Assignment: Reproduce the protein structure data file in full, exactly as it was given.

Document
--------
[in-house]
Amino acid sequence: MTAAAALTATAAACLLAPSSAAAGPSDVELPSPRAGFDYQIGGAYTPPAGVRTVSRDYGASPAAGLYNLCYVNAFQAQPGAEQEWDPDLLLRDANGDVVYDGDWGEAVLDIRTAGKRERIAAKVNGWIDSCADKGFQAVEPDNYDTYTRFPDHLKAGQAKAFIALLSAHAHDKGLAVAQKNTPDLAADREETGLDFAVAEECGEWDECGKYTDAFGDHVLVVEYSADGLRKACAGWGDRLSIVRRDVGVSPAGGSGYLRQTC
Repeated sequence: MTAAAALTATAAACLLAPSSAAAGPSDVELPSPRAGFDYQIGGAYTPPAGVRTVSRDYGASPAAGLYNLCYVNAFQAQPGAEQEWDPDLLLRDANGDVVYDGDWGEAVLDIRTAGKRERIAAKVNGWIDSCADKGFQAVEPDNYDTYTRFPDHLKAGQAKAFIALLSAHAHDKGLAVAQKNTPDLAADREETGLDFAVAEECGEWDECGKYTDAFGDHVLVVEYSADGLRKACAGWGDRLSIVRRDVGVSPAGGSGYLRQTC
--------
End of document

[in-house]
Amino acid sequence: MTAAAALTATAAACLLAPSSAAAGPSDVELPSPRAGFDYQIGGAYTPPAGVRTVSRDYGASPAAGLYNLCYVNAFQAQPGAEQEWDPDLLLRDANGDVVYDGDWGEAVLDIRTAGKRERIAAKVNGWIDSCADKGFQAVEPDNYDTYTRFPDHLKAGQAKAFIALLSAHAHDKGLAVAQKNTPDLAADREETGLDFAVAEECGEWDECGKYTDAFGDHVLVVEYSADGLRKACAGWGDRLSIVRRDVGVSPAGGSGYLRQTC
Repeated sequence: MTAAAALTATAAACLLAPSSAAAGPSDVELPSPRAGFDYQIGGAYTPPAGVRTVSRDYGASPAAGLYNLCYVNAFQAQPGAEQEWDPDLLLRDANGDVVYDGDWGEAVLDIRTAGKRERIAAKVNGWIDSCADKGFQAVEPDNYDTYTRFPDHLKAGQAKAFIALLSAHAHDKGLAVAQKNTPDLAADREETGLDFAVAEECGEWDECGKYTDAFGDHVLVVEYSADGLRKACAGWGDRLSIVRRDVGVSPAGGSGYLRQTC